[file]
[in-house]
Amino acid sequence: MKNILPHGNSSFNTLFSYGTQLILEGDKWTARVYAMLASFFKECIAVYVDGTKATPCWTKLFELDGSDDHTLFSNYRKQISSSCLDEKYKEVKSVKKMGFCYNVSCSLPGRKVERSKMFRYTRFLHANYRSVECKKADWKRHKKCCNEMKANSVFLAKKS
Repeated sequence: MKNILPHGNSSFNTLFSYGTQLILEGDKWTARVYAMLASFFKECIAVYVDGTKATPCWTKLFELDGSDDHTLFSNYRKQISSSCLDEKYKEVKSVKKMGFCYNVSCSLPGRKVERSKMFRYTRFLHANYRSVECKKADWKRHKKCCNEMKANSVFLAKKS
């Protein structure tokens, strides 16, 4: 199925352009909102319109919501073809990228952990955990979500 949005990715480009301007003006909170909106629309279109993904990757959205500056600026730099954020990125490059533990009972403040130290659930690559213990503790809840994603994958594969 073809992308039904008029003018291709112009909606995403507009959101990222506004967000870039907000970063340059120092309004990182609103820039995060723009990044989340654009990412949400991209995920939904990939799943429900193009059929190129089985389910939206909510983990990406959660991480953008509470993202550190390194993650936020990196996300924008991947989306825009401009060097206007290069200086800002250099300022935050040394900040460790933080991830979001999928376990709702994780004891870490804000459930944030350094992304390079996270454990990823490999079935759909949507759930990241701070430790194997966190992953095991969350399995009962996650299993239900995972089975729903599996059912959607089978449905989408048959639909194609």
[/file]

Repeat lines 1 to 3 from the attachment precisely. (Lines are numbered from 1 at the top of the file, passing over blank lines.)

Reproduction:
[in-house]
Amino acid sequence: MKNILPHGNSSFNTLFSYGTQLILEGDKWTARVYAMLASFFKECIAVYVDGTKATPCWTKLFELDGSDDHTLFSNYRKQISSSCLDEKYKEVKSVKKMGFCYNVSCSLPGRKVERSKMFRYTRFLHANYRSVECKKADWKRHKKCCNEMKANSVFLAKKS
Repeated sequence: MKNILPHGNSSFNTLFSYGTQLILEGDKWTARVYAMLASFFKECIAVYVDGTKATPCWTKLFELDGSDDHTLFSNYRKQISSSCLDEKYKEVKSVKKMGFCYNVSCSLPGRKVERSKMFRYTRFLHANYRSVECKKADWKRHKKCCNEMKANSVFLAKKS